Sixty years after trail-blazing aviatrix Amelia Earhart's round-the-world flight ended in disaster, Linda Finch completed a commemorative circumnavigation in an identical 1935 Lockheed Electra 10E.

The aircraft, powered by Pratt & Whitney Wasp engines, is the centrepiece of a special Pratt & Whitney display pavilion in the static park at Le Bourget.

Finch, a seasoned pilot and aviation historian, learned to fly more than 21 years ago and since then has logged more than 8,000 hours.



Earhart was on the final leg of a record breaking flight in 1937 which would have made her the first person to circumnavigate the globe when she disappeared. However, it wasn't a desire to discover the solution to the mystery that inspired Finch to want to know more.

It was because she believes that Amelia Earhart's courage, heroism and limitless vision are powerful inspirations for people of all ages…but especially the children of the world.

She explains: "Amelia believed that limits are often more perceived than real and those imposed by society, friends and fears can be overcome. She thought that if you have faith in yourself, anything is possible and you can accomplish your dreams."

With sponsorship from Pratt & Whitney, Finch restored one of only two remaining Lockheed Electra 10Es, and set up a worldwide educational programme entitled 'You can soar'.

She visited many classrooms during her flight and an Internet site on the World Wide Web has received more than 30 million visits or 'hits'. Pratt & Whitney also provided some 38,000 teachers' kits.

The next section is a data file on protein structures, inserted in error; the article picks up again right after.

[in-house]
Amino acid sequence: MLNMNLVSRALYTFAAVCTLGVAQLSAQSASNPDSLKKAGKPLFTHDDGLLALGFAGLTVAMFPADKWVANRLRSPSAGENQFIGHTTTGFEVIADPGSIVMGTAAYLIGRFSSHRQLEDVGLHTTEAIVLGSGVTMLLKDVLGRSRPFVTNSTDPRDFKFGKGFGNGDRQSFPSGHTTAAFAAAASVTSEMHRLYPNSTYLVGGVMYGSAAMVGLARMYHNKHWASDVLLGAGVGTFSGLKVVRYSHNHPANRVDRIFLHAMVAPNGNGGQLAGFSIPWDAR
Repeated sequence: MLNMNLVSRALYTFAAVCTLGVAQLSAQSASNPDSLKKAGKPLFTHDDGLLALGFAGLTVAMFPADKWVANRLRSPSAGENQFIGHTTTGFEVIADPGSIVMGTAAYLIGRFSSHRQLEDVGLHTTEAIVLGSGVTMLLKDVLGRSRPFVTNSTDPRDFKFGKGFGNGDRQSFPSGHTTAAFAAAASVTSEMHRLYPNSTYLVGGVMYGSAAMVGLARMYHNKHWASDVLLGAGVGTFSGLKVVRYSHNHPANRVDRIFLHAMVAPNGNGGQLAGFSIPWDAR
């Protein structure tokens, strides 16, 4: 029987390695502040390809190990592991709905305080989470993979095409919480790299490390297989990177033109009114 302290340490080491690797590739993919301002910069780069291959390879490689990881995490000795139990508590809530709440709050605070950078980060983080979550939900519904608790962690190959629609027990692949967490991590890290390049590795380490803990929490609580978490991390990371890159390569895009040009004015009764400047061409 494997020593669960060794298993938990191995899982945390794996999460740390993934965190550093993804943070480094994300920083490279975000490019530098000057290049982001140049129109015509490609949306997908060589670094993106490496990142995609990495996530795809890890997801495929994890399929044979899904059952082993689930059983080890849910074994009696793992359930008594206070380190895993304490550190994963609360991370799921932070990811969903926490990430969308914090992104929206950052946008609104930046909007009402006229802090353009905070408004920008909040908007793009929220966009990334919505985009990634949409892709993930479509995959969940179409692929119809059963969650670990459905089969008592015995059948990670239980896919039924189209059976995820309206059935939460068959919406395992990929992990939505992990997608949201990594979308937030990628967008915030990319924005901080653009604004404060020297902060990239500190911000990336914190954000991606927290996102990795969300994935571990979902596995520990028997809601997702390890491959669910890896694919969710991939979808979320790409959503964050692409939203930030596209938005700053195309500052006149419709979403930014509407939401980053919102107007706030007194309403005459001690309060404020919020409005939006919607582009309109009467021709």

During her flight, which began and ended at Oakland, California, Finch made 34 stops in 18 countries.

Taking off from Oakland, California, on 17 March this year, she returned to her departure point on 28 May. The total flying time was 223 hours and she covered 48,110km (26,004 miles) at an average cruising speed of 130kt.

The two Pratt & Whitney Wasps used 54,500 litres of 100LL fuel and 180 litres of oil…with only one change of lubricant.

There were virtually no mechanical problems. Says Finch: "The major challenges were the extremely low rate of climb when fully laden with fuel (it took around 140km to climb to 5,000ft) and the fact that the Collins avionics (the only concession to the modern era) wouldn't work in the tropics until the cockpit air temperature dropped to below 100 degrees F!"

Source: Flight Daily News